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Dramatic changes in the German political landscape. Will the new left-wing populist party stop the rise of the far-right?

Updated: Mar 28




The current governing coalition led by the chancellor Olaf Scholz remains extremely unpopular among the voters. According to the recent poll provided by INSA Institute which was published on 27th February, the total support of the three government parties SPD, Greens and FDP is only 33%, which is just 2.5% higher than the support of the largest opposition party CDU/CSU (30.5%). This is a significant drop in comparison to their combined result in 2021 federal election which was 51.5%. The far-right AfD still continues to be popular, keeping the second place after CDU/CSU (19%). However, its support has slightly decreased from 22-23% a month ago. So, is the far-right starting to lose its popularity?  

The possible reason is the recent large protests against the far-right extremism which took place in all major German cities. The protests were caused mainly by the media publications about the secret meeting in November 2023 between several AfD members and the far-right extremists which discussed the possibility of deportation of the millions of Germans with foreign background who are “not assimilated enough”. Despite this, the party remains popular, especially in East Germany where its support is above 30%. It shows that AfD has many loyal supporters and these kinds of statements do not distract them. However, the biggest threat the party faces right now surprisingly comes from the left side. 

The former Left Party top politician Sahra Wagenknecht, who left the party at the end of 2023 due to the disagreements with a party leadership recently has founded her own political project. Wagenknecht was born and grew up in East Germany. In her youth she was a member of the governing Socialist Unity Party (SED). After German reunification she became a member of a communist faction within Party of Democratic Socialism (PDS) which was considered as a successor of SED. In 2007 PDS was unified with a small left-wing party WASG to form the new party which was named The Left. For many years Wagenknecht remained a member of Left Party despite having views different from the party policy on the several issues such as immigration policy, COVID-19 and foreign policy. Wagenknecht has a very left-wing views on economic policy, being an opponent of capitalism, however she called for of a stricter refugee policy which is against the Left Party policy. Her conflict with a party intensified after the publication of  Wagenknecht’s book Die Selbstgerechten (Self-Righteous) where she criticized the modern left for having the so-called “left-liberal lifestyle”, being too cosmopolitan and too focused on the issues such as minority rights and identity politics. Wagenknecht accuses them of the ignorance and indifference towards the real problems of the working class. Several prominent members of The Left strongly criticized the book and demanded to expel Wagenknecht from the party. During her political career Wagenknecht has expressed many other controversial views. In the 1990s she published a number of articles where she praised Stalin’s policy and expressed positive views towards German Democratic Republic. Wageknecht is often considered to be a pro-Russian politician. She spoke against the sanctions and called to stop the military aid for Ukraine. However, she has always denied the existence of any ties between her and Kremlin.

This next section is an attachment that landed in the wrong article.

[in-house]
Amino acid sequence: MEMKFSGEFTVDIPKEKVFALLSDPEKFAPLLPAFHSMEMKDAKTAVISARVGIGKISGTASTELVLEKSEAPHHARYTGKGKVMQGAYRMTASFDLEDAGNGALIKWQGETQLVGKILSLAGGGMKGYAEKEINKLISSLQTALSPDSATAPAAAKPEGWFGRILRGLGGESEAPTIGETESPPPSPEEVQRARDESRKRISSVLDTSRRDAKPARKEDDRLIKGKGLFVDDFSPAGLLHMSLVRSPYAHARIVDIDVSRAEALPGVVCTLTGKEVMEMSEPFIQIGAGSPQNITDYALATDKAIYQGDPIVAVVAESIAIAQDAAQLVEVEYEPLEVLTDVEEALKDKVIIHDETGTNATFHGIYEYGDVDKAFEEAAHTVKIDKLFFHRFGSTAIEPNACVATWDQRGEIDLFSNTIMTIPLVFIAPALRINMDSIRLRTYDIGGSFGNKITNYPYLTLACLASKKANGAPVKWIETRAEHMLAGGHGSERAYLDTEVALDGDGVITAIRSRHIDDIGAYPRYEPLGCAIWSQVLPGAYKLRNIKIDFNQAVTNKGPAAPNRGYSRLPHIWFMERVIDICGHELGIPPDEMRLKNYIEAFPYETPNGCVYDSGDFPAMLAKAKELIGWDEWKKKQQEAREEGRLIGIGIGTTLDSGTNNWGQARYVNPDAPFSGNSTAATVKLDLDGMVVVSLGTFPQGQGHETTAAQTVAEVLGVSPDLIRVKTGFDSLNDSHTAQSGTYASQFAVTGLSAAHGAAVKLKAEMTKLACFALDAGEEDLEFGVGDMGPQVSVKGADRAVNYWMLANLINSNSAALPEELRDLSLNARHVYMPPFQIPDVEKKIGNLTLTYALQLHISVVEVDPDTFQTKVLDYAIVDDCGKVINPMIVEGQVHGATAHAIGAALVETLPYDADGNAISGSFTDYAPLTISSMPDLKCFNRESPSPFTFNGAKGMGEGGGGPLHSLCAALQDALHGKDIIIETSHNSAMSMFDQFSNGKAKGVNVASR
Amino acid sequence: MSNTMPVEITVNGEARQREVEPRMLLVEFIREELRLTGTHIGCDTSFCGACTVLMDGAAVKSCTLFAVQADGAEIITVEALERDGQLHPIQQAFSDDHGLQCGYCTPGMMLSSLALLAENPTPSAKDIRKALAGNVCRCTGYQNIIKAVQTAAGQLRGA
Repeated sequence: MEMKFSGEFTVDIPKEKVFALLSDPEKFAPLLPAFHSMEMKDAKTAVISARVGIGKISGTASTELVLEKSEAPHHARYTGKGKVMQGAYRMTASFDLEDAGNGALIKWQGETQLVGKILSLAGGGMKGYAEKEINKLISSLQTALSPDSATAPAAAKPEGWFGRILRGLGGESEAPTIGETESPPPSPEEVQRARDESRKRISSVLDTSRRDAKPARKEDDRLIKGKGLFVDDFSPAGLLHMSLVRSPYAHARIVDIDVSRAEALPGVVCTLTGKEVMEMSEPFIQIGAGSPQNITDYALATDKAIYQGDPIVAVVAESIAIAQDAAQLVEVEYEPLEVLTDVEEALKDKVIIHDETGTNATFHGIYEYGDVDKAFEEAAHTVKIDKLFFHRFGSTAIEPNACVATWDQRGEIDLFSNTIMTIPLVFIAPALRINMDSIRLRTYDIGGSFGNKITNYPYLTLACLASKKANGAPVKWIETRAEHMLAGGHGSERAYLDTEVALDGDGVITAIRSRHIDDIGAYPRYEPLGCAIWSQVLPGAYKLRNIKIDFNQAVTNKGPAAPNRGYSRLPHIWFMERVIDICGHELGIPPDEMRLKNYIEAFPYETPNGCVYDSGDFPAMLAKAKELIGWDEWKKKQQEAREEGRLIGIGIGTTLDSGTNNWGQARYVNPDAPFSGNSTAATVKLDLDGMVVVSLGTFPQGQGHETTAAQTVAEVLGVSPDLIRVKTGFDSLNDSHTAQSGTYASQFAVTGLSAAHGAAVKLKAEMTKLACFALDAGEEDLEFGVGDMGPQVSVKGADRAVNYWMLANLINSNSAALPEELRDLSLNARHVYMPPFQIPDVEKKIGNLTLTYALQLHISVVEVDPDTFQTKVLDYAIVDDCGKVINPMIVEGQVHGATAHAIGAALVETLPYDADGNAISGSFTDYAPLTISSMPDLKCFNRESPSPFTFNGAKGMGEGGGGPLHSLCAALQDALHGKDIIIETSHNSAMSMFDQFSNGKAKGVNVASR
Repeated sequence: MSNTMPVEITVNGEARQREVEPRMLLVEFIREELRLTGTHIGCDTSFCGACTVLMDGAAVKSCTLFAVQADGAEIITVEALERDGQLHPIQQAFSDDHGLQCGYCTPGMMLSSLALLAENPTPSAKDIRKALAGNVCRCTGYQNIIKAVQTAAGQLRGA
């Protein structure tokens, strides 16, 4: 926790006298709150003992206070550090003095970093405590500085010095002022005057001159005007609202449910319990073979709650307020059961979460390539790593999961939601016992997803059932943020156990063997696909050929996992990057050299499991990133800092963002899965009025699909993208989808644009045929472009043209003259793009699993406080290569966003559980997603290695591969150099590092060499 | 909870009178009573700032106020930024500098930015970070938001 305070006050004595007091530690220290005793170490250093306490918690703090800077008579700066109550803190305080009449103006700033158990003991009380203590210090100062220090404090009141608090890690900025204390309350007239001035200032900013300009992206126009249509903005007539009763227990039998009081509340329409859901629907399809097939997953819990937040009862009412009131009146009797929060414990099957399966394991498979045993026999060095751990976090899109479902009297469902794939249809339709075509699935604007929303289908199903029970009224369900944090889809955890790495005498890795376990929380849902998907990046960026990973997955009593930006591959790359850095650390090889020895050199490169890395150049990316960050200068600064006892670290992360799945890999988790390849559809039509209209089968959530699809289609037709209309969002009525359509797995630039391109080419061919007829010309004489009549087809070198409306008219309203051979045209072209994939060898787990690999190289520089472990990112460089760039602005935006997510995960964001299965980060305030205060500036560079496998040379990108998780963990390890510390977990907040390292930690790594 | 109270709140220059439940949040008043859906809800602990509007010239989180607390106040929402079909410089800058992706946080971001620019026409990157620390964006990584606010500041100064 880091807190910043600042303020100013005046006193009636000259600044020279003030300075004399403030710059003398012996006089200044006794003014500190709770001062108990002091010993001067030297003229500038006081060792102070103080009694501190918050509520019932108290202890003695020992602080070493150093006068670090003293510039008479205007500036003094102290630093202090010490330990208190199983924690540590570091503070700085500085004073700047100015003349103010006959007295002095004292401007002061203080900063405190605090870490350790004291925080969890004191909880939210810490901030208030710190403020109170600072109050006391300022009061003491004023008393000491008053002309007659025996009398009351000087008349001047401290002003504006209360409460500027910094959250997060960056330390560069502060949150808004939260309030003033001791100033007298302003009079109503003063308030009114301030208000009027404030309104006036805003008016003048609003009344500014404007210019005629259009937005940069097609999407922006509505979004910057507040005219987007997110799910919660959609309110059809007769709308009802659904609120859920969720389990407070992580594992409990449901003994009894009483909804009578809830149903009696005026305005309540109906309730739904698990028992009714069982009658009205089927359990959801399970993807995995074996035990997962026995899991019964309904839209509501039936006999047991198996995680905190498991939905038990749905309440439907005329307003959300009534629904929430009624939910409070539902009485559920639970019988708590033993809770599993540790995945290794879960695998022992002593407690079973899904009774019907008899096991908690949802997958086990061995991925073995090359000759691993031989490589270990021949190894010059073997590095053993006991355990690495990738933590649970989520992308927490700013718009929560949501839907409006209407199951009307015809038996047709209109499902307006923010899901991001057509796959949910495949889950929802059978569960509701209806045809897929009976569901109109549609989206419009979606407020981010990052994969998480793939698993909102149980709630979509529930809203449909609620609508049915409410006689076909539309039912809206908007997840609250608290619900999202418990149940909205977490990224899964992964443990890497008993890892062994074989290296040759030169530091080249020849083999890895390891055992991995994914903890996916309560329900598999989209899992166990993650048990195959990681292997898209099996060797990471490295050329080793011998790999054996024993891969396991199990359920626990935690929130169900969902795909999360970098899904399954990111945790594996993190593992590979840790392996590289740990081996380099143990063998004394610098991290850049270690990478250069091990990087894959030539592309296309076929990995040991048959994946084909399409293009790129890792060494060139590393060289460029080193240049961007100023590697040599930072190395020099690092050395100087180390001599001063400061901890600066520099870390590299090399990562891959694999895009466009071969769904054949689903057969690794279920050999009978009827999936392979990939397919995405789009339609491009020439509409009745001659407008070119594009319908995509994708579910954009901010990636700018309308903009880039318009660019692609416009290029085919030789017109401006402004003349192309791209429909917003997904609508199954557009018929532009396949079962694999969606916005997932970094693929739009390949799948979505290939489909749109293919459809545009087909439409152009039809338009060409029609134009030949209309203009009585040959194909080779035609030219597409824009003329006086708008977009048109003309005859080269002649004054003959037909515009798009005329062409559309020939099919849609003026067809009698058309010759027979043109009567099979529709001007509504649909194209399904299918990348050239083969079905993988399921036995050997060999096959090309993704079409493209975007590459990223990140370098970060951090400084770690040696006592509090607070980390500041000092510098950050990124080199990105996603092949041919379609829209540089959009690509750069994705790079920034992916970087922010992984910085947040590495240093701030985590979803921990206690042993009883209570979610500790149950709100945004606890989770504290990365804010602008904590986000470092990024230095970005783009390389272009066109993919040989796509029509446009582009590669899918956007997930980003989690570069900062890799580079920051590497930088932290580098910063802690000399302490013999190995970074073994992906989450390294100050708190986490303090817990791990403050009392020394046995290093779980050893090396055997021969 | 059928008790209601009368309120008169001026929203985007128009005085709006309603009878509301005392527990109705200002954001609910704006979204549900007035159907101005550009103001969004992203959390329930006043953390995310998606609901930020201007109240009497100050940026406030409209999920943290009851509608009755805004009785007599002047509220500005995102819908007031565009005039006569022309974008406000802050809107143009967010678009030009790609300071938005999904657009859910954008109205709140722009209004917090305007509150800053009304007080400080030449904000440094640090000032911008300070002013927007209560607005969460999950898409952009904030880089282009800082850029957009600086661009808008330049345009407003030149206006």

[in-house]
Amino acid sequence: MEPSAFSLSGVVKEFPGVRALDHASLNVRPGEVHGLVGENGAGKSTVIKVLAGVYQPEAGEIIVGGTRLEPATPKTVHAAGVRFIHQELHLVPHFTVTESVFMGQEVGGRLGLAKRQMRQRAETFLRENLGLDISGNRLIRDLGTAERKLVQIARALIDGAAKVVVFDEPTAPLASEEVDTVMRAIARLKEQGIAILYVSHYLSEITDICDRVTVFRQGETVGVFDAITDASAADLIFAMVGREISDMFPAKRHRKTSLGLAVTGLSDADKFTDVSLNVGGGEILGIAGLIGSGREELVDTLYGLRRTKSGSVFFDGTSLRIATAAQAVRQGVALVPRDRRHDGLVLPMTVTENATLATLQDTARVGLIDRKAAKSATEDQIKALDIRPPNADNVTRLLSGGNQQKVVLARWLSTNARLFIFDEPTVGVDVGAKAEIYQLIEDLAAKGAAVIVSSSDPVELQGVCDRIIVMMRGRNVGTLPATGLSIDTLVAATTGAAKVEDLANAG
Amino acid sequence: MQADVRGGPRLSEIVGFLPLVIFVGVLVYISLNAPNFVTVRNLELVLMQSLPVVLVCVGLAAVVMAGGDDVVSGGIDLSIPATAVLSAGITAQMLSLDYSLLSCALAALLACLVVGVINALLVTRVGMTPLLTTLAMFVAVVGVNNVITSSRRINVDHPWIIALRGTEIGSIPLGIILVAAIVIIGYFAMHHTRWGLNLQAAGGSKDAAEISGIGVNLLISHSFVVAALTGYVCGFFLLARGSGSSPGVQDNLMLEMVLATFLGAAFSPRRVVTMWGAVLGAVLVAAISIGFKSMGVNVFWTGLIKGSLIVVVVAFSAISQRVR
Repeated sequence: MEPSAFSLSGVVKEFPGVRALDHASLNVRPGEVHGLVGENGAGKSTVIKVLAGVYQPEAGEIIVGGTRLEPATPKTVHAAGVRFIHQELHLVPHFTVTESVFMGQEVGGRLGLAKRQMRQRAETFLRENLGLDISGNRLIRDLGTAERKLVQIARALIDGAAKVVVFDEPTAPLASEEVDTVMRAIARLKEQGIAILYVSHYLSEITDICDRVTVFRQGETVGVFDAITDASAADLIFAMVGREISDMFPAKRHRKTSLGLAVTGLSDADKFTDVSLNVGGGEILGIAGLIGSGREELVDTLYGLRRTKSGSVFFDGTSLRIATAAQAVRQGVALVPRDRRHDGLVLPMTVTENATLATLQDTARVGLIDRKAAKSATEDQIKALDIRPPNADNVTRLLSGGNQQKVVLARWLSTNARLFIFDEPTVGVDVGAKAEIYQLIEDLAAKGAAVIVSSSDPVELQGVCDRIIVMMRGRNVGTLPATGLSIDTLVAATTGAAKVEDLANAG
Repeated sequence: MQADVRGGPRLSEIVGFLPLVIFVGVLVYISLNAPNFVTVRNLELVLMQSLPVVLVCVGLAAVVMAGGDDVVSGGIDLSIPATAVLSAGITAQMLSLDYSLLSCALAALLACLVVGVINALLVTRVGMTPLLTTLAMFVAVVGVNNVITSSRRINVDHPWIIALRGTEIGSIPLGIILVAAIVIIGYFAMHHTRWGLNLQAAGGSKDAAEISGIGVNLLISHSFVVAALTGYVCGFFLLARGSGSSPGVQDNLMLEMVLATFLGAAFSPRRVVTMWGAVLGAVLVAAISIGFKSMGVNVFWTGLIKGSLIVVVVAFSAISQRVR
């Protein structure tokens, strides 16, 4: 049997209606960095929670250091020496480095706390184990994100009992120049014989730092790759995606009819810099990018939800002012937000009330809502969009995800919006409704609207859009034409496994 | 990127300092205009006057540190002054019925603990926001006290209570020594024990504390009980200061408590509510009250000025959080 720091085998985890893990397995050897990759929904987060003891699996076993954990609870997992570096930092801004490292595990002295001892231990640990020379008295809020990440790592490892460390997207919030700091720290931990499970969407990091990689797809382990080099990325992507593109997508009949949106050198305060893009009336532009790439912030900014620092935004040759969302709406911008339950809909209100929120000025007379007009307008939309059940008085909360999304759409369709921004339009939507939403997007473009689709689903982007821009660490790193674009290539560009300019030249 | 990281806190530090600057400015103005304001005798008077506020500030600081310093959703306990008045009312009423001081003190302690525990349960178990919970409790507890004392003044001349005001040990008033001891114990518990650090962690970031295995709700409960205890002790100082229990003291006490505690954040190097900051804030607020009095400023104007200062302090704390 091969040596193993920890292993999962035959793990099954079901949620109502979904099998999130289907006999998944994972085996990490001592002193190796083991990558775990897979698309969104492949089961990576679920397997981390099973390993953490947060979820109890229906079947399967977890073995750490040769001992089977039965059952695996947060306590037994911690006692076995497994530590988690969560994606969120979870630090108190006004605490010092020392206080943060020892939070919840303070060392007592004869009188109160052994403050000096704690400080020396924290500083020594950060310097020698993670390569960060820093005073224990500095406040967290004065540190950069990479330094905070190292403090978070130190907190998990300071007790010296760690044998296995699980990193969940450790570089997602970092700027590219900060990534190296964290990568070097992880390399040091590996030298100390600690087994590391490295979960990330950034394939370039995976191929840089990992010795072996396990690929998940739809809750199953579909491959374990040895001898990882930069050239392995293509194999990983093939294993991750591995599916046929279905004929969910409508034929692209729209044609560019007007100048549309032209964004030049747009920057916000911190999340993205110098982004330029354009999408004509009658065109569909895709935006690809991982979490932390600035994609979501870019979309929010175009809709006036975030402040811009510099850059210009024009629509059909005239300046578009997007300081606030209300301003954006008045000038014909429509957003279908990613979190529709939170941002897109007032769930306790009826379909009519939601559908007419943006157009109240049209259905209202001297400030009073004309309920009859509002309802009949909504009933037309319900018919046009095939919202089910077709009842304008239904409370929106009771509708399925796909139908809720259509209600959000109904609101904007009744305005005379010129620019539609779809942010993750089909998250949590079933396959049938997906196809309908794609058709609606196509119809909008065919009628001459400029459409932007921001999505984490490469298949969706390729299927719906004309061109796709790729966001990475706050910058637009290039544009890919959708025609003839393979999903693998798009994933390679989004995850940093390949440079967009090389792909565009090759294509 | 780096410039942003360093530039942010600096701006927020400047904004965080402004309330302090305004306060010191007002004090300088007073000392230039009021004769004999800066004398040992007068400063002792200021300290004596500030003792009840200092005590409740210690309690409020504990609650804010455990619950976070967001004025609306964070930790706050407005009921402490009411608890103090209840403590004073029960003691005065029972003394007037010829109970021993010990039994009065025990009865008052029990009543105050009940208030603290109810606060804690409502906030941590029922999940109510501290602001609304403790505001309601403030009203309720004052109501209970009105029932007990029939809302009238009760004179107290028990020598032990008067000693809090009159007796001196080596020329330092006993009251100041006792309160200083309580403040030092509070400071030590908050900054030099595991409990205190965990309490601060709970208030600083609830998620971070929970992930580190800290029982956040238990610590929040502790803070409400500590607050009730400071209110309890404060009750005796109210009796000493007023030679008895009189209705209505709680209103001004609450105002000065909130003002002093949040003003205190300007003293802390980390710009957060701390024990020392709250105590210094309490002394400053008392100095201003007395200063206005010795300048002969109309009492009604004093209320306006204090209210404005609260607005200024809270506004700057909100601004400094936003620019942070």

In January 2024 with a group of supporters, also the former members of the Left Party, Wagenknecht has founded a new party Bündnis Sahra Wagenknecht – Vernunft und Gerechtigkeit (Sahra Wagenknecht Alliance – Reason and Justice). BSW combines left-wing economic policy with a restrictive approach towards refugee policy and generally conservative view on social issues. The party has been described as a left-wing populist, left-conservative or even left-wing nationalist. It shares some common positions with AfD in terms of immigration policy and and the views on relations with Russia. However, unlike BSW, AfD is in favour of the free market and liberal economic policy. Despite the similarities between both parties, BSW distances itself from AfD and rejects the possibility of cooperation with them. Being more moderate than AfD, but still maintaining the anti-establishment, populist and anti-immigration rhetoric, Wagenknecht’s party can attract some AfD supporters and other dissatisfied voters who don’t trust the so-called mainstream parties anymore but at the same time consider voting for the far-right to be unacceptable. Opinion polls already demonstrate the success of the new party. BSW support is estimated from 5 to 8% which guarantees the seats in Bundestag. With the continuing dissatisfaction of the Scholz government and radicalization of AfD , Wagenknecht’s party could potentially attract many new supporters and show a good result in the European parliament election in June. 


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